Tweetie 2

If you don’t already know, Tweetie is one of the most popular iPhone Twitter clients out there today. It combines tons of powerful features with a killer user interface that you’d swear came from Apple. So when Loren Brichter, Tweetie’s creator, started work on the next version, he was competing with his original app. To do this, Brichter totally rewrote the app from scratch, leaving behind every bit of code from version one. Then he applied all of the experience he gained from the original and created an even more powerful, feature-packed version with the same level of simplicity that made Tweetie a success. The result is Tweetie 2.

Editor’s note: This is a full review of Tweetie 2. Owners of the original Tweetie will note that many of the features discussed here exist in the previous version. A run-down of new features are listed at the bottom of the review.

The first thing you’ll notice about Tweetie is its clean, easy to understand user interface. Navigating through Tweetie works just like the Mail or iPod app; it’s all hierarchical, gradually taking you from general to specific. Buttons and interface elements look great, lists scroll with no delay, and the entire layout makes perfect sense. No feature is left out, yet not one bit is cluttered. It’s near perfect.

At the bottom of nearly every screen is the familiar iPhone tab bar which contains tabs for viewing the timeline, mentions and direct messages. Whenever new information comes in, a blue light appears below the corresponding tab.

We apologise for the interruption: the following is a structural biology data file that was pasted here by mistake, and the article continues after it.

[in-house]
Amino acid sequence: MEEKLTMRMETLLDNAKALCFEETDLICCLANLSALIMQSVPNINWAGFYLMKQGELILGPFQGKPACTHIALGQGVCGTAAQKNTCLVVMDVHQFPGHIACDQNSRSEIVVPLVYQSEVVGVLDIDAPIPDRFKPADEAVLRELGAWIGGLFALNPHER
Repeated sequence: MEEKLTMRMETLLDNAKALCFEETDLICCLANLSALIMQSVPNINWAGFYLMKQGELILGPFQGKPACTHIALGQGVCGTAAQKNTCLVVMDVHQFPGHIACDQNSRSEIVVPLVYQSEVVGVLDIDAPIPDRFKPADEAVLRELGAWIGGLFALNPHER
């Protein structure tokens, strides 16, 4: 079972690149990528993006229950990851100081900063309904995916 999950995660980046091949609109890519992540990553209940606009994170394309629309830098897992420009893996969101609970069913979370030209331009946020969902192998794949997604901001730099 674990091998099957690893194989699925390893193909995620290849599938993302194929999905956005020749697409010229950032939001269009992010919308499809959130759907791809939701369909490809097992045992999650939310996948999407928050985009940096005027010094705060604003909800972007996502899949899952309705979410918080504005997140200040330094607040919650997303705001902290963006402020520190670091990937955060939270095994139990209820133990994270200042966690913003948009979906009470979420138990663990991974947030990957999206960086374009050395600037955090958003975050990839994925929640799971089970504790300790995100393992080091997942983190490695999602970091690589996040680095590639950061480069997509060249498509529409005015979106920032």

On the UI front, there were only a couple items I would have changed. Mainly the section which shows a user’s profile image in the “single tweet” view isn’t great. I also feel like the user info view could use some slight refining. Users of the original Tweetie may be disappointed to find that there is no theme support, at least not yet. Otherwise, I love every inch of Tweetie 2′s UI.


Tweetie 2′s timeline and single-tweet views.

When you open Tweetie for the first time, you’ll be prompted to enter your Twitter login info. The app optionally supports multiple accounts which can be added by tapping the plus button in the accounts view.

Tweetie’s timeline view is one of the best out there. Scrolling is quick and mentions are colored light blue so they can be easily seen, although I think the color is still a bit too light. At the top is a search field which lets you live search through tweets in the timeline. Pulling on the list from the top of the timeline refreshes and scrolling to the bottom will load older tweets.

By popular demand, full persistence has been added which means that individual tweets and your position in the timeline are saved. The app also also remembers exactly where you are across launches, even if you’re several levels deep.

One of the most useful new features is a gesture that lets you jump back to the main view from wherever you are. Users of the original Tweetie know how easy it is to get lost down a rabbit hole of information. So now, simply swiping the “back” button from left to right brings you to the main level, saving lots of extra taps.